• The implementation of a standardised clinical management pathway for children with chronic coughs significantly improved their outcome, irrespective of when it is implemented.
  • Once a week administration of azithromycin (for up to 24 months) decreased pulmonary exacerbations in Indigenous children with non-CF bronchiectasis.
  • The description of protracted bacterial bronchitis (PBB) as a diagnostic entity. PBB is now recognised in major international guidelines on chronic cough in children.

The Child and Youth Mental Health Service (CYMHS) Research Unit

The Child and Youth Mental Health Research Group aims to improve outcomes for children and adolescents with psychiatric disorders, and their families. We achieve this by identifying risk factors commonly associated with the development and persistence of childhood and adolescent mental health symptoms, while developing and evaluating new treatments and prevention programs to address these.

The group is led by the Chair of Child and Adolescent Psychiatry, Professor Christel Middeldorp, who holds a joint appointment across Children’s Health Queensland’s Child and Youth Mental Health Service (CYMHS) and the University of Queensland. Her research focuses mainly on the role of genetic factors and other familial factors in the development and persistence of psychiatric
symptoms across the lifespan. Internationally renowned, she has recently been awarded the prestigious international scholar award from the American Academy for Child and Adolescent Psychiatry.

The group is currently undertaking a number of research projects which aim to improve service access, delivery, and outcomes for infants, children, young people and families. Research in the CYMHS space draws inspiration from a strong partnership with its clinical teams, and by listening to the needs of children, young people, parents, clinicians, government bodies and industry partners. Research and evaluation are also strongly embedded into CYMHS work practices across all service areas.

Continuous and project-limited service evaluation is routine practice and guides the development, implementation and review of areas such as clinical interventions, models of care and service gaps.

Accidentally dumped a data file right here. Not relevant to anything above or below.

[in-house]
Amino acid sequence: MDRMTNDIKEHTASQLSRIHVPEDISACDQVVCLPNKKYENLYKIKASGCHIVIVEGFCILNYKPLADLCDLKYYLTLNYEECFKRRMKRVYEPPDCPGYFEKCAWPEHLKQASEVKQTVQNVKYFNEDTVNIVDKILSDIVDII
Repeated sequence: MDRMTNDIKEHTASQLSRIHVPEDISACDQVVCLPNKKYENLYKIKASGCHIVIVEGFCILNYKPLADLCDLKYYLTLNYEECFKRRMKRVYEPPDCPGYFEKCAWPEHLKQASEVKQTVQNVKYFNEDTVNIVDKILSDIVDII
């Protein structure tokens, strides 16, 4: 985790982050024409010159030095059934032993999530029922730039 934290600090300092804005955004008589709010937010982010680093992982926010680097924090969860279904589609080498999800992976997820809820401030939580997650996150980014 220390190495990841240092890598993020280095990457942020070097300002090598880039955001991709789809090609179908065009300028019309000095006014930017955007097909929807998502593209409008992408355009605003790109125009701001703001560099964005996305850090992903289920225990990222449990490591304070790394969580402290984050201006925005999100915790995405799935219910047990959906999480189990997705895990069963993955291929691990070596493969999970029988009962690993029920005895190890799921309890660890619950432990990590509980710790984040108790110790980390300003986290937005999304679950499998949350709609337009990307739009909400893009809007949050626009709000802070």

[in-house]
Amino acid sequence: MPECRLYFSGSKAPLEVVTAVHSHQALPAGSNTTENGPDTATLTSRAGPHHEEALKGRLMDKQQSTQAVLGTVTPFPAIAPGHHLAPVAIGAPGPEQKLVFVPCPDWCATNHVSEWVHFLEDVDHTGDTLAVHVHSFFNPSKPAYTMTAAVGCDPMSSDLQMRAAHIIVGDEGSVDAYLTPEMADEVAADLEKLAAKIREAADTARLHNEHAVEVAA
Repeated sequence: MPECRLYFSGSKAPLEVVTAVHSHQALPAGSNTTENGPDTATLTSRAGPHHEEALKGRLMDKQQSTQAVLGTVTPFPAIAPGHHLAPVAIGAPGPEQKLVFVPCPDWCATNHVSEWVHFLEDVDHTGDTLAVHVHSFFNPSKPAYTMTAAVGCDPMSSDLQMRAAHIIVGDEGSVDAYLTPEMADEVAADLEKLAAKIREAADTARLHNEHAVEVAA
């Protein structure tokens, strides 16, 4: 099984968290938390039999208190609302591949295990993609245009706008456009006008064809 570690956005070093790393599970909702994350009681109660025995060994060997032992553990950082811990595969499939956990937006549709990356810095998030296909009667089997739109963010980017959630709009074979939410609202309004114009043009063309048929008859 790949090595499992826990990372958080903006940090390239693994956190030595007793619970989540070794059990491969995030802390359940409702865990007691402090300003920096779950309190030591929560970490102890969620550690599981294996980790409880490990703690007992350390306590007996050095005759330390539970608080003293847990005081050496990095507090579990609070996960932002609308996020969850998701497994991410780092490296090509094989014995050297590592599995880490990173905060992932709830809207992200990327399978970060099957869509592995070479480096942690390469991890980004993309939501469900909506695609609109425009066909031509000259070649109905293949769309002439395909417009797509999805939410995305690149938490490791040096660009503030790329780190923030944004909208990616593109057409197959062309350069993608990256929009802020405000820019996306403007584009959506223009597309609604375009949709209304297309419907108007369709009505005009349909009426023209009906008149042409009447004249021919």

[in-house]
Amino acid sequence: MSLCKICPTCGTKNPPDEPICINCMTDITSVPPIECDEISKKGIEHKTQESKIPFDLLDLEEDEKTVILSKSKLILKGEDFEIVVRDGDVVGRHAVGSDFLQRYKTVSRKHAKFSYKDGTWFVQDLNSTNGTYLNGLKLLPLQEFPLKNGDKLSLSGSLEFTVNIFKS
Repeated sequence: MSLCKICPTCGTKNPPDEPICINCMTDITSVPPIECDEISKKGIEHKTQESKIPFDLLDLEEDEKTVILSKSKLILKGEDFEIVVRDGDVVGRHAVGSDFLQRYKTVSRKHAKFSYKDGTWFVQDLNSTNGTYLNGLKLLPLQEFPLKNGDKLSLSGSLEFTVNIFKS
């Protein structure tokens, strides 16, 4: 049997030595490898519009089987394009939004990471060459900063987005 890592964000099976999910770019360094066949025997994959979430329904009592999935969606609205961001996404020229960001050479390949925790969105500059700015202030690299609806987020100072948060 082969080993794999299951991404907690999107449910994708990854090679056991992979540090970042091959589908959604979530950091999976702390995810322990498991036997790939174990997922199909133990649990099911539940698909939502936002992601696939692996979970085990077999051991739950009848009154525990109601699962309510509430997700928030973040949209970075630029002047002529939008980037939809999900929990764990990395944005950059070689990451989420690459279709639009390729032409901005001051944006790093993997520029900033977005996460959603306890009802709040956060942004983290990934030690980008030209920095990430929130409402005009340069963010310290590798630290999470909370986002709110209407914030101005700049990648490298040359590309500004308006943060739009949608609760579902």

For more information on the projects and the team, please visit the Child and Youth Mental Health Research Group website.

Centre for Clinical Trials in Rare Neurodevelopmental Disorders

The Centre for Clinical Trials in Rare Neurodevelopmental Disorders (CCTRND) supports research into evidence-based clinical trials for various rare neurodevelopmental disorders of childhood where current therapeutic options are limited. This includes supporting a program of research into the use of cannabinoid-based medicines in these disorders.

The centre is located in the Centre for Children’s Health Research (CCHR), South Brisbane, providing full access to the academic environment within the research building and close integration with clinical staff and families in the nearby Queensland Children’s Hospital.

For more information on the projects and the team, please visit the Centre for Clinical Trials in Rare Neurodevelopmental Disorders website.

Contact information
Clinical Research Manager (Neurodevelopmental Disorders)
Phone:  07 3069 7405

Other research areas include:

  • Queensland Cerebral Palsy and Paediatric Research Centre
  • Genetic Health Queensland
  • Children’s Nutrition Research Centre
  • The University of Queensland Children’s Health Research Centre
  • Queensland University of Technology Institute of Health and Biomedical Innovation
  • The Centre for Children’s Burns and Trauma
  • The Paediatric Spine Research Group